2. Not sure I follow your logic, Stephen. “it is hard to project them into the real world”… “thus we should all be very careful to take your projection…”

    I don’t claim to be right. My observations are based on what I see and how I interpret it, conditioned by my past and my present. I’m relaxed about being wrong. But I can’t follow the logic of what you say here.

    Incidentally, I’m not sure about your assertion on multitasking. You say it “works best when comparatively little attention is involved for any of the tasks”. I don’t know what research underpins that statement. What I see is something different. Emerging generations practise continuous partial attention differently from prior generations; they have one task as foreground, and a number of other tasks as background; they are able to reallocate their attention dynamically if the need arises. Even young children watching television while playing and eating exhibit this. Just try switching the television off.

    They live in a more visual and graphic age, with tools and techniques we never had. So they behave differently.

  3. When it comes to sitting in a lecture, a lot of the time comparatively little attention *is* needed! Following what someone is saying is easy; noting important points not much harder. Plenty of time and attention left over for relevant googling etc. The fact all the tasks overlap means it’s not so much multitasking as complementary tasking, or even just more thorough and active tasking, period.

    In parenting manuals, there is a skill called “active listening”, where you constantly interact with the speaker to stay connected.

    Anyway, “multitasking”- possibly not a scientifically defined term yet either.

  4. Really interesting observation on surreptitious BB use vs. the open laptop. Young people certainly operate by a different set of norms vis a vis being connected, accessing information that might be useful to an ongoing discussion whether they’re sitting in a conference hall or a department meeting, asking questions of their network and getting answers on the spot. (Why do those of us over 40 feel like we have to hide the fact that we’re connected?) I’ve yet to come across any substantive research on multi-tasking; if anyone knows of such research, please pass it along. What I wonder is: do the individual tasks get a lower-quality attention than if you filter everything else out? or as JP suggests, can some individuals and perhaps even a whole new generation keep a primary task in the foreground, others in the background and switch dynamically as the need arises with little or no attention leakage? Does Microsoft’s research on the productivity benefits of using two computer screens (http://research.microsoft.com/displayArticle.aspx?id=433) offer any insight? I’ve been doing this for a few months now, and what it seems to do for me is to bring the background task close enough to the foreground that there is less attention loss when I switch. It’s easier to pick up where I left off when I return to what I was doing. JP – great topic – I love your blog. If I come across anything else interesting on the topic I’ll send it along and hope you and your other readers will too.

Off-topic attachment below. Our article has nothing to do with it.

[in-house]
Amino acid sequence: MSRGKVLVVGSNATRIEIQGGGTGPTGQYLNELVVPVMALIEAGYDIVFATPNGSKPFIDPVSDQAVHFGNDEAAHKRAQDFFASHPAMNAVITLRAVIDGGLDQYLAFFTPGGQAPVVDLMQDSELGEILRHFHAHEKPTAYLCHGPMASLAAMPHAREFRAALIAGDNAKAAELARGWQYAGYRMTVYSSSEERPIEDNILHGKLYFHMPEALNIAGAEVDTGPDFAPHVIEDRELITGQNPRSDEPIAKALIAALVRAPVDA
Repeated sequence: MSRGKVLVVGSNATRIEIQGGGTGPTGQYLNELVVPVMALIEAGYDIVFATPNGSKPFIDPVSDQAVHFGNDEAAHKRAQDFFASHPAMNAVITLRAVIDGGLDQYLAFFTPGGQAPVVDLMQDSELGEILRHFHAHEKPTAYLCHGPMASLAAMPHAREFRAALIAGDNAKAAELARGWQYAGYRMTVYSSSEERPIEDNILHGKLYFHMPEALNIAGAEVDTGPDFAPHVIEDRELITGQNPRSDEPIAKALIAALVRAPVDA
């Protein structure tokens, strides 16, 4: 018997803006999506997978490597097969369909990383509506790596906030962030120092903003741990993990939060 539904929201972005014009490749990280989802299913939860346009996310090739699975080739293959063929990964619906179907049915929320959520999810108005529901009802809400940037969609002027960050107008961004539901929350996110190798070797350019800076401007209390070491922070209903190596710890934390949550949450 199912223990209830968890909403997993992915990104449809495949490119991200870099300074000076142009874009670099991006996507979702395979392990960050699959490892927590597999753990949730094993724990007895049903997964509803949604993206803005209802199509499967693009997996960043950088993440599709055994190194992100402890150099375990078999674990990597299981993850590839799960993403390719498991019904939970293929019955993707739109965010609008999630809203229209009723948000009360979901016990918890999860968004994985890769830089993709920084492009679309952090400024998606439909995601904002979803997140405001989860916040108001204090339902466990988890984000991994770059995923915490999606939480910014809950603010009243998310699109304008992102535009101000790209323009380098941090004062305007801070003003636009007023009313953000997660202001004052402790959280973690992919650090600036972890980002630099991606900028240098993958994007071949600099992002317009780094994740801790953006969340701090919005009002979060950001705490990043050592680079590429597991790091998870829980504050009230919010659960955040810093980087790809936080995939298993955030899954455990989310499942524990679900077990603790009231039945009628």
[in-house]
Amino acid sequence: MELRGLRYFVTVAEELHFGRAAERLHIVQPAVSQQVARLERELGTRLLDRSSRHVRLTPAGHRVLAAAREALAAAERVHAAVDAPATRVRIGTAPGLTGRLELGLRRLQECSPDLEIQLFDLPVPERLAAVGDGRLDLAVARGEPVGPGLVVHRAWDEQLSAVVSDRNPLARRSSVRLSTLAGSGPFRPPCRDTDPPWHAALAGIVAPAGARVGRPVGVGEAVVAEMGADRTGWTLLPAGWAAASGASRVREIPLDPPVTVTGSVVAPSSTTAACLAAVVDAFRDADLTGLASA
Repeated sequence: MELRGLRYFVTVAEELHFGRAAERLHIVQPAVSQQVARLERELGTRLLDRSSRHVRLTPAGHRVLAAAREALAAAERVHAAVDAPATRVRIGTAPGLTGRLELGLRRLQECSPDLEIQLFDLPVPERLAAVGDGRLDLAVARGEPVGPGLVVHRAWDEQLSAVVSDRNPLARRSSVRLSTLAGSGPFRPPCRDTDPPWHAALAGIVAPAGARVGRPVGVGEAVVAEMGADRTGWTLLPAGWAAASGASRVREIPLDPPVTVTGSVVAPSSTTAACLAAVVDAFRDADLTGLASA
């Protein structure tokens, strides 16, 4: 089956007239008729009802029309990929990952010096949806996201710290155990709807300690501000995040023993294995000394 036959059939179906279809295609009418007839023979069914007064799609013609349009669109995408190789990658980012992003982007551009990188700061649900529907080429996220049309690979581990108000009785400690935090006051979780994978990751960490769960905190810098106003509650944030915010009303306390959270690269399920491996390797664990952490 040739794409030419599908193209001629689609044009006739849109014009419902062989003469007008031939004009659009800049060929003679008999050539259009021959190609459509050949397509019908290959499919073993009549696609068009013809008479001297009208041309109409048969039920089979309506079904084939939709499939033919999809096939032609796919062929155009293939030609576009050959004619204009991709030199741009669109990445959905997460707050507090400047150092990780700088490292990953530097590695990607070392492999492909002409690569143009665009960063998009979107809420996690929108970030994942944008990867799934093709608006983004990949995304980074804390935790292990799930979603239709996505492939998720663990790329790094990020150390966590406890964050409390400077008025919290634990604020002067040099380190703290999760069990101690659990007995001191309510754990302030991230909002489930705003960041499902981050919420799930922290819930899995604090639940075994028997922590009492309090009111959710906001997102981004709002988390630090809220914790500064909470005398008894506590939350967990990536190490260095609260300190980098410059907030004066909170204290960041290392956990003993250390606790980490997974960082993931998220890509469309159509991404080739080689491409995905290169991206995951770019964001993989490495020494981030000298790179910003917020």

5. JP, I apologize for the delay; yesterday was Opera day! I also apologize that you caught me on a typo. Rather than “efforts,” I mean to say “RESULTS of efforts.” The problem is that experimental psychology is still at such a micro-level that it is hard to interpret the published results in real-world settings!